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My .NET Wishlist

Following is a list of features that I wish were available to me as a .NET developer.

Distributed Caching
.NET’s built-in caching capabilities, especially for ASP.NET developers, was a major new enhancement for web developers. When properly leveraged, both the output caching and programmatic caching API can lead to awesome performance. Unfortunately, as a system grows and performance really starts to matter, the built-in caching quickly falls apart – it doesn’t scale whatsoever. .NET caching needs to be more pluggable and ship with a distributed caching system. I work with numerous load balanced solution and only rarely use the built-in caching mechanism because your caches will quickly fall out of synch.

Commercial Alternatives: Alachisoft NCache (not familiar with it, but lots of people talking about it)
Open Source Alternatives: memcached

For the curious, I’ve read that Facebook is using 200 memcached servers.

Less language features, more IDE features
I don’t know what the story for Orcas is, but the tug-of-war between the IDE and the language teams has really sucked. Many things that should be IDE features are currently language features. Regardless of how you feel about background compilation, refactoring or edit-and-continue (I’m probably missing a couple), these things should be baked into the IDE with the language able to hook into it. Supposedly it’s something being worked out so hopefully the story will get better soon.

Rethink the ASP.NET page model/life cycle
Thinking beyond the common request to implement an MVC pattern, I’d be great if the ASP.NET team could rethink the current model and life cycle. It leaks badly in any complicated scenario. 6 years after its release, I still don’t fully understand it, and I’m ready to bet that I’m in the overwhelming majority. The only time it doesn’t leak is when you don’t need any of the fancy stuff it tries to do. I’m almost at the point where I just don’t use .NET if I’m building a heavy web-based application. Forget learning an O/R mapper, test driven development or understanding domain driven development, the single best thing any ASP.NET developer can learn right now is MonoRail.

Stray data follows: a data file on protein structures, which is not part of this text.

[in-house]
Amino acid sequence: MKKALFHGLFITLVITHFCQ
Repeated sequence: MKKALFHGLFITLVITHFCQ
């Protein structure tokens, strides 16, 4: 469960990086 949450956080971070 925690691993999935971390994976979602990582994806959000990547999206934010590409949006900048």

Silverlight Physics and Network API
I might be biased about this, but silverlight without a built-in physics engine and networking stack makes it useless in a lot of cases. It’s a young product with a lot of growth potential, but it looks like the early versions will ship with some key features missing (I’m not just talking about the alphas…but the final 1.1 release).

Safe Thread-Local Storage
I know there’s a lot of confusion about this, but I want an ASP.NET-agnostic method for storing data for a request. It isn’t the end of the world, but code like the following, even if it’s hidden away, bugs me:

SomeContext context = (HttpContext.Current == null) ? (SomeContext) Thread.GetData(Thread.GetNamedDataSlot(_dataSlotName)) :
                                                      (SomeContext)HttpContext.Current.Items[_dataSlotName];

Probably the reason I want this is because too many people (including myself) got burnt badly bythis.

Better handling of DBNull
It was hoped that nullable types were gonna make it easier to work with DBNull, but, to the best of my knowledge, that never worked out. There should just be something like the CSLA.NET’s SafeDataHandler built into ADO.NET.

Better IDE Help
I find the built-in help horrible. Opening up firefox and googling something is _always_ faster and more accurate than hitting F1. It boggles the mind. In fairness, I’ve used a number of IDEs and in each case the help section is always the worst – VS.NET’s is a lot better than most.

.NET on Linux As a first class citizen
Nothing more to say about this. .NET on Amazon’s EC2 would rock.
 

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13 Responses to My .NET Wishlist

  1. Rob Paveza says:

    I think what we’re seeing with LINQ (particularly LINQ-to-SQL) is a major step forward in IDE features. However I am uncertain as to the utility of a feature such as it – maintainability becomes an issue when you use it. That’s kind of scary!

    The ASP.NET Lifecycle: Honestly, this is really straightforward to figure out if you ever precompile an ASP.NET application using the web site publishing tool and then looking at the result assemblies at Reflector. When you don’t precompile, the ASP.NET compiler creates assemblies that incorporate your code and break any non runat=”server” code into LiteralControls. Your page is then constructed entirely in code (essentially) generated by ASP.NET.